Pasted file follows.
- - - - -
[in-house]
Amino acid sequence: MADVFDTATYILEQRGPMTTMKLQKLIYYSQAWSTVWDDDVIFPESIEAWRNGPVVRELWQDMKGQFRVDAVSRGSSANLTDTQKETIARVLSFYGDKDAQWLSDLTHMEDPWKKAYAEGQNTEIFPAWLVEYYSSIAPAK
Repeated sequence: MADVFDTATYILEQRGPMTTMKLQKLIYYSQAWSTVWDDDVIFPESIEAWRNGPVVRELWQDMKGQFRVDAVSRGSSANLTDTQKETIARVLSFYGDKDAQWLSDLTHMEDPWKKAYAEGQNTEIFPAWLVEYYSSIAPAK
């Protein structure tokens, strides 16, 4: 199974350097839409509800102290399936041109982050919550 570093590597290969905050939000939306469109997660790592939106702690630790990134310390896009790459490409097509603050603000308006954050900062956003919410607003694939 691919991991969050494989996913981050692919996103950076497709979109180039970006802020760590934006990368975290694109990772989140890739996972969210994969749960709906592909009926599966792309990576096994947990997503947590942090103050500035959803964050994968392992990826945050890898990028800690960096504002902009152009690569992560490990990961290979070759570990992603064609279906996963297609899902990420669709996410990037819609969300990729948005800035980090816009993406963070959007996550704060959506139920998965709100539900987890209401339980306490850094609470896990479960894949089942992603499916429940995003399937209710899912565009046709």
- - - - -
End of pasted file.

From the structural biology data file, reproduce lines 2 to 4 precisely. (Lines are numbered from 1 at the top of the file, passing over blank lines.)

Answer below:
Amino acid sequence: MADVFDTATYILEQRGPMTTMKLQKLIYYSQAWSTVWDDDVIFPESIEAWRNGPVVRELWQDMKGQFRVDAVSRGSSANLTDTQKETIARVLSFYGDKDAQWLSDLTHMEDPWKKAYAEGQNTEIFPAWLVEYYSSIAPAK
Repeated sequence: MADVFDTATYILEQRGPMTTMKLQKLIYYSQAWSTVWDDDVIFPESIEAWRNGPVVRELWQDMKGQFRVDAVSRGSSANLTDTQKETIARVLSFYGDKDAQWLSDLTHMEDPWKKAYAEGQNTEIFPAWLVEYYSSIAPAK
């Protein structure tokens, strides 16, 4: 199974350097839409509800102290399936041109982050919550 570093590597290969905050939000939306469109997660790592939106702690630790990134310390896009790459490409097509603050603000308006954050900062956003919410607003694939 691919991991969050494989996913981050692919996103950076497709979109180039970006802020760590934006990368975290694109990772989140890739996972969210994969749960709906592909009926599966792309990576096994947990997503947590942090103050500035959803964050994968392992990826945050890898990028800690960096504002902009152009690569992560490990990961290979070759570990992603064609279906996963297609899902990420669709996410990037819609969300990729948005800035980090816009993406963070959007996550704060959506139920998965709100539900987890209401339980306490850094609470896990479960894949089942992603499916429940995003399937209710899912565009046709």